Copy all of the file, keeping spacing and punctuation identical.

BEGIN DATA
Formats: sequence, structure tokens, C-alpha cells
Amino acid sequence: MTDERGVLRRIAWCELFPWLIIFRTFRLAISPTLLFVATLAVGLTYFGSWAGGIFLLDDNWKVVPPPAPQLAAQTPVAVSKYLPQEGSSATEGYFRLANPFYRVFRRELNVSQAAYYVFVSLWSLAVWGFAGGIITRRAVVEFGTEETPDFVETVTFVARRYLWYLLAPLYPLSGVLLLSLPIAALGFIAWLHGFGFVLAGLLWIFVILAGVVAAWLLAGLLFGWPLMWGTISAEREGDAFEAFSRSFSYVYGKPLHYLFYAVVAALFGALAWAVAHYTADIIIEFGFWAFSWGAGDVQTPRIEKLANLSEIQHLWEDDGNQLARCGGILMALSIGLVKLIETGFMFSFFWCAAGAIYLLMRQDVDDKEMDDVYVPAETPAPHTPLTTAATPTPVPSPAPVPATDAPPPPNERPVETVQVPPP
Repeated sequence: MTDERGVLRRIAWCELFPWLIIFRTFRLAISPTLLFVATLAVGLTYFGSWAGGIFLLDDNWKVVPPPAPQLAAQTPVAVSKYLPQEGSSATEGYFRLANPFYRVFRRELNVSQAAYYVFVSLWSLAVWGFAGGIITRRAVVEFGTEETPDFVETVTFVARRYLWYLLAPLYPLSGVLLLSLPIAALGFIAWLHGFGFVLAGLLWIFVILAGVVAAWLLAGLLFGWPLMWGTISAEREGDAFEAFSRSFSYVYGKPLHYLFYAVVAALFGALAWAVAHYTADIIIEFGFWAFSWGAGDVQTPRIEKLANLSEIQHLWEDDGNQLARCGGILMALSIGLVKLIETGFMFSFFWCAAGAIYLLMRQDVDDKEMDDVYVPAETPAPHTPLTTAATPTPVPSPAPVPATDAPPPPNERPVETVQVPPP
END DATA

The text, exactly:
Formats: sequence, structure tokens, C-alpha cells
Amino acid sequence: MTDERGVLRRIAWCELFPWLIIFRTFRLAISPTLLFVATLAVGLTYFGSWAGGIFLLDDNWKVVPPPAPQLAAQTPVAVSKYLPQEGSSATEGYFRLANPFYRVFRRELNVSQAAYYVFVSLWSLAVWGFAGGIITRRAVVEFGTEETPDFVETVTFVARRYLWYLLAPLYPLSGVLLLSLPIAALGFIAWLHGFGFVLAGLLWIFVILAGVVAAWLLAGLLFGWPLMWGTISAEREGDAFEAFSRSFSYVYGKPLHYLFYAVVAALFGALAWAVAHYTADIIIEFGFWAFSWGAGDVQTPRIEKLANLSEIQHLWEDDGNQLARCGGILMALSIGLVKLIETGFMFSFFWCAAGAIYLLMRQDVDDKEMDDVYVPAETPAPHTPLTTAATPTPVPSPAPVPATDAPPPPNERPVETVQVPPP
Repeated sequence: MTDERGVLRRIAWCELFPWLIIFRTFRLAISPTLLFVATLAVGLTYFGSWAGGIFLLDDNWKVVPPPAPQLAAQTPVAVSKYLPQEGSSATEGYFRLANPFYRVFRRELNVSQAAYYVFVSLWSLAVWGFAGGIITRRAVVEFGTEETPDFVETVTFVARRYLWYLLAPLYPLSGVLLLSLPIAALGFIAWLHGFGFVLAGLLWIFVILAGVVAAWLLAGLLFGWPLMWGTISAEREGDAFEAFSRSFSYVYGKPLHYLFYAVVAALFGALAWAVAHYTADIIIEFGFWAFSWGAGDVQTPRIEKLANLSEIQHLWEDDGNQLARCGGILMALSIGLVKLIETGFMFSFFWCAAGAIYLLMRQDVDDKEMDDVYVPAETPAPHTPLTTAATPTPVPSPAPVPATDAPPPPNERPVETVQVPPP